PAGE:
Jeszcze Raz – September/October 2003

by Rod Christie

Who: Jeszcze Raz
What: Trans-Atlantic Folk
Where: Montreal QC
To Contact: Heather Kelly, (416) 364-5701,

Led by Polish pianist and vocalist Paul Kunigis, the sounds and influences of Montreal’s Jeszcze Raz (pronounced yes-chay raz, meaning “one more time” in Polish) list off like a Lonely Planet travel guide. On their latest release Balagane, lyrics are supplied by Kunigis in Polish, Hebrew, French and Arabic. Add to that instrumentation ranging from accordion and harmonium (Caroline Meunier), violin (Carmen Piculeata), clarinet (JD Levassuer) trombone (Marc Tremblay), as well as the more traditional guitar (Yves Desrosiers) percussion (Rémi Leclerc and Francois Lalonde) and bass (Tommy Babin), and the listener is left with a whirlwind of harmonic styles. Held together by the rich voice and driving force of Kunigis, Balagane is a passionate vessel filled with themes of triumph, sadness, love, history and politics. Born to a Jewish father in Poland and raised as a Catholic by his mother when the family moved to Israel, Kunigis immigrated to Canada when he was 19, initially setting up in Toronto. A self-taught musician, he discovered that the unique heritage of Quebec allowed him to express himself, and soon combined all of his influences, including American blues and gospel styles, gathering around him some top-flight musicians and forming Jeszcze Raz. Listeners will not be disappointed with Balagane; a unique trip through many cultures that still sounds wholly original.

Jacob Moon – September/October 2003

by Rod Christie

Who: Jacob Moon
What: Spiritual Singer/Songwriter
Where: Hamilton, ON
To Contact:,

After three independently recorded discs, Hamilton’s Jacob Moon decided to treat himself for the recording of his latest, Landing. Selecting Catherine North Recording Studio in Hamilton, a converted church, and filling it with friends and family for three nights in 2002 provided Moon with all the energy and inspiration he needed to capture his sound. A passionate singer and remarkable guitarist, Moon was aided in this adventure by producer Glen Marshall, singer/songwriter Lisa Winn and a miniature gospel choir, as well as a pure, analog recording technique that perfectly reflects the warmth of Moon’s songs. As well as an accomplished songwriter, Moon has developed his finger-picked guitar style sufficiently to include a Lexicon Jam Man, creating loops on the fly and deftly convincing the listener that he is in fact two guitarists in one. Shorn of studio trickery, the joy of performance shines on Landing, which also includes songs by Paul Simon, Bela Fleck and Pierce Pettis. While Moon’s Christian inspiration is evident in several of the songs, his music has a bittersweet joy and energy of its own. Says Moon of his three-night stint at Catherine North, “That weekend was the highlight of my career so far. The fans, the vibe, my collaborators – everything was as good as I could have hoped for.”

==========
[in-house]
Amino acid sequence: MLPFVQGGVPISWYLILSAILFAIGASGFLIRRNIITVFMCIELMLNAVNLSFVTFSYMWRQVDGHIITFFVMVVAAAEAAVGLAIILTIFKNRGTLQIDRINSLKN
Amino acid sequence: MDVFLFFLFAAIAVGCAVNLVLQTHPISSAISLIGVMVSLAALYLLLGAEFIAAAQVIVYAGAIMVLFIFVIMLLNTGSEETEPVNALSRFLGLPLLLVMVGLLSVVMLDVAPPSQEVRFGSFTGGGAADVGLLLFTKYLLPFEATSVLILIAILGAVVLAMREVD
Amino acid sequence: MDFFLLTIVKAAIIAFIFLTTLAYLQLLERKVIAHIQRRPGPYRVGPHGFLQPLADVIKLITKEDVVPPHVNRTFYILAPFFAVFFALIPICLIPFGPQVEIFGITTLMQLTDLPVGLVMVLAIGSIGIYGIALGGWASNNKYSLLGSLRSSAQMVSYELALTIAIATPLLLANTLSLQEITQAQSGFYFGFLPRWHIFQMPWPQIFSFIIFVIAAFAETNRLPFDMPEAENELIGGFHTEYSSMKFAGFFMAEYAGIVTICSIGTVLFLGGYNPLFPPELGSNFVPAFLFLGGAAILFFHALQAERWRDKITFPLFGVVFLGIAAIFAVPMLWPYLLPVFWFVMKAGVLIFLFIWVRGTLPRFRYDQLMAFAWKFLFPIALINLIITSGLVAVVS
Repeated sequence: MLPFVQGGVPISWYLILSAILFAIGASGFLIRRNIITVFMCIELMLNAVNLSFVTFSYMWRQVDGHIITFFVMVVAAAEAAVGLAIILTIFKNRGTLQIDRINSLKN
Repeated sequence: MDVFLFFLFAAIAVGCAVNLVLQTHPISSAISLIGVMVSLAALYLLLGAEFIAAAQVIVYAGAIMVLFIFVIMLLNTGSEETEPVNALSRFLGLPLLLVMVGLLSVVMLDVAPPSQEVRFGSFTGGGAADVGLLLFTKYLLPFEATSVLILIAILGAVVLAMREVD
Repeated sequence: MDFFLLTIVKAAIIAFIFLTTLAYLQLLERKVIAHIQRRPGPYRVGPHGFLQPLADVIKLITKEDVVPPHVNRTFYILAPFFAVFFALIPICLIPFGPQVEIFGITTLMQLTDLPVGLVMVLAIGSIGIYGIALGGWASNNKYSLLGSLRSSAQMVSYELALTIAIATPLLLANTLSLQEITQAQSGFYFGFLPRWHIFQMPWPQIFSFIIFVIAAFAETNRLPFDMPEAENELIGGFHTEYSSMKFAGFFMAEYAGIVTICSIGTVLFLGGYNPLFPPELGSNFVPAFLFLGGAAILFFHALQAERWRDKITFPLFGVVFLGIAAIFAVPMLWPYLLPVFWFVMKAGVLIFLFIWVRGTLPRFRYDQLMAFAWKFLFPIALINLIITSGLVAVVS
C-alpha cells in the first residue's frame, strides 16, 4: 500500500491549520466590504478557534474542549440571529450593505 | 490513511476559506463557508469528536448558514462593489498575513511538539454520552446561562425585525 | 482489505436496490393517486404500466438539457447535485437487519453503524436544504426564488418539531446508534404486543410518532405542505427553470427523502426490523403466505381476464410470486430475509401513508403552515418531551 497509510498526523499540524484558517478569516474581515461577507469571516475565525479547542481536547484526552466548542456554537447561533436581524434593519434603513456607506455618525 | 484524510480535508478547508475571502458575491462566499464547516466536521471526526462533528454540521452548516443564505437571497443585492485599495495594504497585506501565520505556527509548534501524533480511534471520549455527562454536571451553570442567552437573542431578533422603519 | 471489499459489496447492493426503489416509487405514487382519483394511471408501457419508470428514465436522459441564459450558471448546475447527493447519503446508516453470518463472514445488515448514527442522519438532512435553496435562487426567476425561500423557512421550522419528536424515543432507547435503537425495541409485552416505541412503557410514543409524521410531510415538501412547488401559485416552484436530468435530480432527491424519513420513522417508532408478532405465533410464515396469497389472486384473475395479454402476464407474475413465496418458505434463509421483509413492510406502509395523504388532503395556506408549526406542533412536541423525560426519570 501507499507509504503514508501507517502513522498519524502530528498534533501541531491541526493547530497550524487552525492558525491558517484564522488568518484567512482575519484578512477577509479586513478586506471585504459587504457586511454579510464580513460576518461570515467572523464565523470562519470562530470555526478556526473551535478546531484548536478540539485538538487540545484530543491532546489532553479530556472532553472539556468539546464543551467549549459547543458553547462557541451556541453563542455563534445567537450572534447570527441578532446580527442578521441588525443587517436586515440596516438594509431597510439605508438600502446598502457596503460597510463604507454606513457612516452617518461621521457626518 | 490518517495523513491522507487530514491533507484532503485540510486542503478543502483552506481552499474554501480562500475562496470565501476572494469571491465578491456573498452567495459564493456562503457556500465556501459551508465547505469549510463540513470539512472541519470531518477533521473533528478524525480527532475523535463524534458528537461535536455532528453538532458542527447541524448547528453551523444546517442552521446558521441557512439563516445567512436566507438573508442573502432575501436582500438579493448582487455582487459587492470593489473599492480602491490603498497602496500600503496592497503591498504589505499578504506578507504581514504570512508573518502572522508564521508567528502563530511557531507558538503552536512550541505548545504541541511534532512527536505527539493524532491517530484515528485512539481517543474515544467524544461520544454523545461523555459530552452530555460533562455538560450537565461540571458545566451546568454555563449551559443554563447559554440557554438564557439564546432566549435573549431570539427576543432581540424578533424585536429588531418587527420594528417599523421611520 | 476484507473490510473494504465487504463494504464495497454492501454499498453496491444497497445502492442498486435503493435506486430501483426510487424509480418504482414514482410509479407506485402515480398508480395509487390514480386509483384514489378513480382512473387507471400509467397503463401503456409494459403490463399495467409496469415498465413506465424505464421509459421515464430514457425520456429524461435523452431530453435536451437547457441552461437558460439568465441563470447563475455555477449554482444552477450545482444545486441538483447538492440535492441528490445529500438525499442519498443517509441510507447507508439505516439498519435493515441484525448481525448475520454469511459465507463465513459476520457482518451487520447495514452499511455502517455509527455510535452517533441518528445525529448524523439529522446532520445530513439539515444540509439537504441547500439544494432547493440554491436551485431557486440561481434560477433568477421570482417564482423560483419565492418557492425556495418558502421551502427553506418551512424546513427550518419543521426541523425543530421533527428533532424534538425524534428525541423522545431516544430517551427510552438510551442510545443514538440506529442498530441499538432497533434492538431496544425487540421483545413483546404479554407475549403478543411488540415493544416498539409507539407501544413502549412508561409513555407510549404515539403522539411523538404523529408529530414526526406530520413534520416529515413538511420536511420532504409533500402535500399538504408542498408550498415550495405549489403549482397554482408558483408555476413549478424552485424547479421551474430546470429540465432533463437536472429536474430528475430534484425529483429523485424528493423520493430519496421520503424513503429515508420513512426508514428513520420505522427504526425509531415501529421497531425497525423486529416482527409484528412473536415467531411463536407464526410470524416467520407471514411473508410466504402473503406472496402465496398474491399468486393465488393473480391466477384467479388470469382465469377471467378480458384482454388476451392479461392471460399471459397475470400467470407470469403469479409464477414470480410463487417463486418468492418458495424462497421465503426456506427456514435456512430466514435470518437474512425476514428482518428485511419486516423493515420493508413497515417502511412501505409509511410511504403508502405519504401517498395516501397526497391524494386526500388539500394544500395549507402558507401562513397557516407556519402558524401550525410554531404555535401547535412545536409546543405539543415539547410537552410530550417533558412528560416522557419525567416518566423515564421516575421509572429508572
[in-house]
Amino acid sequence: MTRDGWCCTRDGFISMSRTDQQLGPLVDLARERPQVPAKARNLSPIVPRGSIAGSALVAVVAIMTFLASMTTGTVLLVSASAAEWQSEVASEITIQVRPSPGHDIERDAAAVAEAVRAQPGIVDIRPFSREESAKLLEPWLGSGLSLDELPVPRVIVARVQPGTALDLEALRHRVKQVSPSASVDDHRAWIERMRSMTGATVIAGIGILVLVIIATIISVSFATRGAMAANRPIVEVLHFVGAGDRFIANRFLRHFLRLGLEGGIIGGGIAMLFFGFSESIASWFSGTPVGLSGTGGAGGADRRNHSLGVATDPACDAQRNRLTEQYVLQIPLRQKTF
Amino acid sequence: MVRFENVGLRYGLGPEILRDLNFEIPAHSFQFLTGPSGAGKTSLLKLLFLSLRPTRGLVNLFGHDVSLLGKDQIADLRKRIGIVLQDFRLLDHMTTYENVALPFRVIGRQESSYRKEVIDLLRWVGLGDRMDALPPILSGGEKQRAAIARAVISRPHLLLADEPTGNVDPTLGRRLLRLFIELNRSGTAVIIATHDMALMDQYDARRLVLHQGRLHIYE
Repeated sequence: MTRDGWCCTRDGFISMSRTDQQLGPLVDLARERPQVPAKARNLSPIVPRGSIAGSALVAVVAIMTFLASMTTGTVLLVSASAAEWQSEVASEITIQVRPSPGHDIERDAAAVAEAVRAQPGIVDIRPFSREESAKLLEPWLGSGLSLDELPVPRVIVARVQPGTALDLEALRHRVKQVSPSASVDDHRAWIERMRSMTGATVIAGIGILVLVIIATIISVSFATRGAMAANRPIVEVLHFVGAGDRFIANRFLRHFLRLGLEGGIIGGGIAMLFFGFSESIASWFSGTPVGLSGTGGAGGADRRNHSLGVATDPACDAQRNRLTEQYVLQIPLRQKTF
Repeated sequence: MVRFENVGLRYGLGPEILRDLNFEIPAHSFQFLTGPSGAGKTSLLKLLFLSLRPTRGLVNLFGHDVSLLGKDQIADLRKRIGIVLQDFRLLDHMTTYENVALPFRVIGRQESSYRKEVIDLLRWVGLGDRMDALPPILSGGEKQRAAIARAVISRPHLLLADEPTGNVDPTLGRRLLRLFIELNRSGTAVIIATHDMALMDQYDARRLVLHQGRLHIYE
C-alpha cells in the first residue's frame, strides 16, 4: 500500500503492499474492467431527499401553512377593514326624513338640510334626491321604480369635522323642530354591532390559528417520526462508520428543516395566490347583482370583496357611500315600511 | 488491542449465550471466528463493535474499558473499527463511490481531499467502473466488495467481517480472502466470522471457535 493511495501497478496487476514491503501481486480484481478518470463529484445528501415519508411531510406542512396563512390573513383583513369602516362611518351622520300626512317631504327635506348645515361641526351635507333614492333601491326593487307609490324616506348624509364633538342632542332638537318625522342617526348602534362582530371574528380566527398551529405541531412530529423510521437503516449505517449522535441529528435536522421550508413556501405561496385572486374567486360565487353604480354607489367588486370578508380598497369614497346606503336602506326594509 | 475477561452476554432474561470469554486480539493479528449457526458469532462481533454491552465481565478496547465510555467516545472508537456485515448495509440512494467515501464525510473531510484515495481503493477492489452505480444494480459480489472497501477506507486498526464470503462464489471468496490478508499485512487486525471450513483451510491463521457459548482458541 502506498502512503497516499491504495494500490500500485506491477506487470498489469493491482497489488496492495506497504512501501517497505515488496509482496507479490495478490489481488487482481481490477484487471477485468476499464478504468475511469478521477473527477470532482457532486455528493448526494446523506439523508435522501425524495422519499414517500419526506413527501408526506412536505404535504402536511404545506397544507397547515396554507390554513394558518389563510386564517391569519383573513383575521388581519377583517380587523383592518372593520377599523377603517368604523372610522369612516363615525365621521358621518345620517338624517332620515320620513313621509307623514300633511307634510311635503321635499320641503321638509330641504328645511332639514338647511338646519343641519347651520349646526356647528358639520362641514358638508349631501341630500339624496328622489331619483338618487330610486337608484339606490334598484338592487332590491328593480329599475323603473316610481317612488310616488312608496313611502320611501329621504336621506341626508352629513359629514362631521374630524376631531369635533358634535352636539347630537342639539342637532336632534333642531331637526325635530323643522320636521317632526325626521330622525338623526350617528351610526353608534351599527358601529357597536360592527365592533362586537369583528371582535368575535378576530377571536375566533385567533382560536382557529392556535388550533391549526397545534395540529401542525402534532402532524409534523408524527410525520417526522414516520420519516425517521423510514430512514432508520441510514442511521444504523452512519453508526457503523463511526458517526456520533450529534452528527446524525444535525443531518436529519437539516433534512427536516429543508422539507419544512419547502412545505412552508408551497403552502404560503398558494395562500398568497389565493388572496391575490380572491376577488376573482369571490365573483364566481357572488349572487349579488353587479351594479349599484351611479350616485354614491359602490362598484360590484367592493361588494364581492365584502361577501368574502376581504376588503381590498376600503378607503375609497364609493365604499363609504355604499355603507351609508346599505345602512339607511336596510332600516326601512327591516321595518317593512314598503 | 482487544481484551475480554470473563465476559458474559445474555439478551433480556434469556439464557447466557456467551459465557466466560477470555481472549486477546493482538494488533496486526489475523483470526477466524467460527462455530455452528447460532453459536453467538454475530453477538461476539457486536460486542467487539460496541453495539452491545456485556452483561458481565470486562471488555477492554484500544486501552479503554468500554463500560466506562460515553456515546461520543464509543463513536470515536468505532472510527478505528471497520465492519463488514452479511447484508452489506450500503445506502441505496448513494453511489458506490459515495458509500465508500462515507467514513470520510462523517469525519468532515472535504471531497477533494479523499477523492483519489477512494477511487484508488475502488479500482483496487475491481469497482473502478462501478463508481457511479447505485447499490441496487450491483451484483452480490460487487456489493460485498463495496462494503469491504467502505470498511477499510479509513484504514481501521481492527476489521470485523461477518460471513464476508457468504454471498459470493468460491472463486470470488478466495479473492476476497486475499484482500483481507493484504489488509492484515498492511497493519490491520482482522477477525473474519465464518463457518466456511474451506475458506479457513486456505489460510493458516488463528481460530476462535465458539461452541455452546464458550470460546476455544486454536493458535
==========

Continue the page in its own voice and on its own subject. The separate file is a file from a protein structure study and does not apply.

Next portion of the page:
Bleep – September/October 2003

by Rod Christie

Who: Bleep
What: Electronic/Techno Duo
Where: Toronto, ON
To Contact:,

Possessed of a strange sense of humour, techno duo Bleep peer soberly out of the cover of their debut CD IMM 0008 dressed in what appears to be Mennonite outfits. Hardly Luddites, Bleep are comprised of British-born singer Robyn Sellman and tech-head Igor Olejar, originally form Yugoslavia. Pushing the electronic envelope at speeds somewhere in between drum n’ bass and trip-hop, Bleep lay claim to a wider range of influences than most of their peers. “We often quote the Twins as our main influences: the Cocteau Twins and Aphex Twin,” says Olejar. “But the range of influence is wide, form dream-pop to techno to bhangra to film soundtracks. Experimentation within the framework of conventional pop songs is what we do.” Ethereal melodies and clattering rhythms are a hallmark of their music, pushed by the technical abilities of both in programming, sampling and recording, as well as a smattering of guitars and keys. Despite the heavy use of technology, the songs transcend mere digital manipulation. “Being intimately familiar with the technology helps you easily translate your ideas into sound,” adds Olejar. “We try not to get lost in all the technicalities and stay aware of the big picture – our job is to produce songs, not administer technology.”